Why was Martin Luther King less successful in campaigning against discrimination in the North than he had been in the southern states of the USA?

Essay by SpacechimpHigh School, 11th gradeA+, March 2004

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In 1966 Martin Luther King decided to focus on dealing with the problems in the North particularly Chicago. The problems that he encountered here were very different to those that he had had so much success with in the South. Dealing with the economic and social segregation that he faced here proved difficult for several reasons.

The problems facing blacks in the North, stemmed from a variety of different areas including education, employment, housing etc. Although King was able to identify the problems being faced in these areas, particularly housing, he still largely relayed on the same tactics that he and the Southern Christian Leadership Conference (SCLC) had used in the South. However, the mayor of Chicago (Daley) would avoid making a hostile response such as that of 'Bull' Connor in Birmingham. The authorities here were more subtle to avoid gaining the attention of the media e.g. the police would avoid using brutality and Daley even blamed violence for social decay*.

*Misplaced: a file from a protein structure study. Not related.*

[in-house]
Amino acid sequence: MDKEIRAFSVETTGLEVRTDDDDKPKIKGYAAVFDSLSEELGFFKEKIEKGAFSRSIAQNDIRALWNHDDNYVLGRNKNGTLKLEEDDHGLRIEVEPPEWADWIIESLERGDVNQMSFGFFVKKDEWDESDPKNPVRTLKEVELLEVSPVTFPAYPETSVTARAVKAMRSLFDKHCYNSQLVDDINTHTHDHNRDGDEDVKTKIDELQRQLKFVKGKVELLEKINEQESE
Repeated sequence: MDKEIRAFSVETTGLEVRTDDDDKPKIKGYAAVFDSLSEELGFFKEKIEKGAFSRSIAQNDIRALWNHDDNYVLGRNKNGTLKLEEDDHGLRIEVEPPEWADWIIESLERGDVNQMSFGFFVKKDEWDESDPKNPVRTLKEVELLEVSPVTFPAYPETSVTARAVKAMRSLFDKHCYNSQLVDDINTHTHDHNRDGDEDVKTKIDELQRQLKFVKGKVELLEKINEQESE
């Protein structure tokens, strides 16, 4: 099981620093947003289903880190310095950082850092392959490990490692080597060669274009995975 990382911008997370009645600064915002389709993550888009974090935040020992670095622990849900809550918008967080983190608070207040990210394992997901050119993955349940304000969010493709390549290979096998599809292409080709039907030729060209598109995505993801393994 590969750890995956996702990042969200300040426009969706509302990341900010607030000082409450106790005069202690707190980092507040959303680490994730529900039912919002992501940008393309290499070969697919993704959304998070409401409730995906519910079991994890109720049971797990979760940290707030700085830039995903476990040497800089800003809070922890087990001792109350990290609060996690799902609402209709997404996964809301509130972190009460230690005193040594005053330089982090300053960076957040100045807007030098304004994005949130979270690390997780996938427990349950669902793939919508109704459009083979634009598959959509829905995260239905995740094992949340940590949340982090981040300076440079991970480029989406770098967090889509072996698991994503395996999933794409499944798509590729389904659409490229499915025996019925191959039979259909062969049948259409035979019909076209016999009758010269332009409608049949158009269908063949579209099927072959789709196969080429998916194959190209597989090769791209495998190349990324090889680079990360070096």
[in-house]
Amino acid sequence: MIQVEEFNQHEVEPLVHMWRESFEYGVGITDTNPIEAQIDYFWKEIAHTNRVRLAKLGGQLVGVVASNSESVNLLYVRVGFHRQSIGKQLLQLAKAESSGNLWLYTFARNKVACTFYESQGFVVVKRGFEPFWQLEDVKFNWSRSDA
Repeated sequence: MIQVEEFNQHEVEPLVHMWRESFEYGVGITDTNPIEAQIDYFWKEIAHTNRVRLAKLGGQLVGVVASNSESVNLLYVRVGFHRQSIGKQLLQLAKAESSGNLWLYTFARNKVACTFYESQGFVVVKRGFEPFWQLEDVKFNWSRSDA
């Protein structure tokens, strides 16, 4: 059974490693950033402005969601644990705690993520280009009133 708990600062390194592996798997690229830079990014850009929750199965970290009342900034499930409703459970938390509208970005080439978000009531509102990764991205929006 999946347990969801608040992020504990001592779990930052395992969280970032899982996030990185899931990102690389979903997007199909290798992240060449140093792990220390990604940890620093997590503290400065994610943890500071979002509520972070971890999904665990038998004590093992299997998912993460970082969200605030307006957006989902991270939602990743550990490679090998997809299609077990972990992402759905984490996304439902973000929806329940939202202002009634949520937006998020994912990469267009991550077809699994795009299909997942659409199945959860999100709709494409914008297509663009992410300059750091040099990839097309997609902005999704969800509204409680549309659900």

This prevented the movement from gaining as much publicity and support as in previous years. King also tried to come to some sort of agreement with Daley regarding housing. However, Daley was reluctant to do so fearing the loss of votes of the white working class. Actions such as this added to the anger that blacks in Chicago felt towards the white authorities and increased their unwillingness to co-operate. Both Mayor Daley's refusal to help and King's disorganisation when planning the Chicago campaign played an important role in its failure.

Chicago suffered more from problems in racial division than other cities in the North, and so perhaps it was not a good starting point for the campaign here. Locals would sometimes blame blacks for inciting race riots and these divisions were illustrated by the marches organised by the...